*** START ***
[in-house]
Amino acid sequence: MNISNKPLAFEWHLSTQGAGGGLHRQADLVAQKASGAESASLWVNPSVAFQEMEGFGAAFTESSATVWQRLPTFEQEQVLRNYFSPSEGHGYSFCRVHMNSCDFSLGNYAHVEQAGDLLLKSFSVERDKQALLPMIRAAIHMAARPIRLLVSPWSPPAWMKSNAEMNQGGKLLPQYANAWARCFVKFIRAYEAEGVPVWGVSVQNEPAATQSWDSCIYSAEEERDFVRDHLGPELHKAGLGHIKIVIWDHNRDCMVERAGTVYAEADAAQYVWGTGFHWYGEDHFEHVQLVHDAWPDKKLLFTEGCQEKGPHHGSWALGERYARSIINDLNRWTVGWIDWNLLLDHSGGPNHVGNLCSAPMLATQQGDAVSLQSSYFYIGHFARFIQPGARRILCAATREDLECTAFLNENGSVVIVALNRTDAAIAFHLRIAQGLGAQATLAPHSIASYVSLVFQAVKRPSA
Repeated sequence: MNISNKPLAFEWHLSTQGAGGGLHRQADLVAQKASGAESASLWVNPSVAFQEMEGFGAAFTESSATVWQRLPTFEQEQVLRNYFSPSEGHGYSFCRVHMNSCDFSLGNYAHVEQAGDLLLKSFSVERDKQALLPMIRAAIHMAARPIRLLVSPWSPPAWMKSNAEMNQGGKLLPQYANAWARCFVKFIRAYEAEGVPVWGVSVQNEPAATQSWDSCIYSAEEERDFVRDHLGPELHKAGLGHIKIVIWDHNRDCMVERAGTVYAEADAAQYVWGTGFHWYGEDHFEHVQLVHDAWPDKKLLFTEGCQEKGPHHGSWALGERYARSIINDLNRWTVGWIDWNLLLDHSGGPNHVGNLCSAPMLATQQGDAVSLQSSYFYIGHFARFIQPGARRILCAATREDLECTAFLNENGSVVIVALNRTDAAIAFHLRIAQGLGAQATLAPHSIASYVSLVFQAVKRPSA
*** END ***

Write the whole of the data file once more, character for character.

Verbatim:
[in-house]
Amino acid sequence: MNISNKPLAFEWHLSTQGAGGGLHRQADLVAQKASGAESASLWVNPSVAFQEMEGFGAAFTESSATVWQRLPTFEQEQVLRNYFSPSEGHGYSFCRVHMNSCDFSLGNYAHVEQAGDLLLKSFSVERDKQALLPMIRAAIHMAARPIRLLVSPWSPPAWMKSNAEMNQGGKLLPQYANAWARCFVKFIRAYEAEGVPVWGVSVQNEPAATQSWDSCIYSAEEERDFVRDHLGPELHKAGLGHIKIVIWDHNRDCMVERAGTVYAEADAAQYVWGTGFHWYGEDHFEHVQLVHDAWPDKKLLFTEGCQEKGPHHGSWALGERYARSIINDLNRWTVGWIDWNLLLDHSGGPNHVGNLCSAPMLATQQGDAVSLQSSYFYIGHFARFIQPGARRILCAATREDLECTAFLNENGSVVIVALNRTDAAIAFHLRIAQGLGAQATLAPHSIASYVSLVFQAVKRPSA
Repeated sequence: MNISNKPLAFEWHLSTQGAGGGLHRQADLVAQKASGAESASLWVNPSVAFQEMEGFGAAFTESSATVWQRLPTFEQEQVLRNYFSPSEGHGYSFCRVHMNSCDFSLGNYAHVEQAGDLLLKSFSVERDKQALLPMIRAAIHMAARPIRLLVSPWSPPAWMKSNAEMNQGGKLLPQYANAWARCFVKFIRAYEAEGVPVWGVSVQNEPAATQSWDSCIYSAEEERDFVRDHLGPELHKAGLGHIKIVIWDHNRDCMVERAGTVYAEADAAQYVWGTGFHWYGEDHFEHVQLVHDAWPDKKLLFTEGCQEKGPHHGSWALGERYARSIINDLNRWTVGWIDWNLLLDHSGGPNHVGNLCSAPMLATQQGDAVSLQSSYFYIGHFARFIQPGARRILCAATREDLECTAFLNENGSVVIVALNRTDAAIAFHLRIAQGLGAQATLAPHSIASYVSLVFQAVKRPSA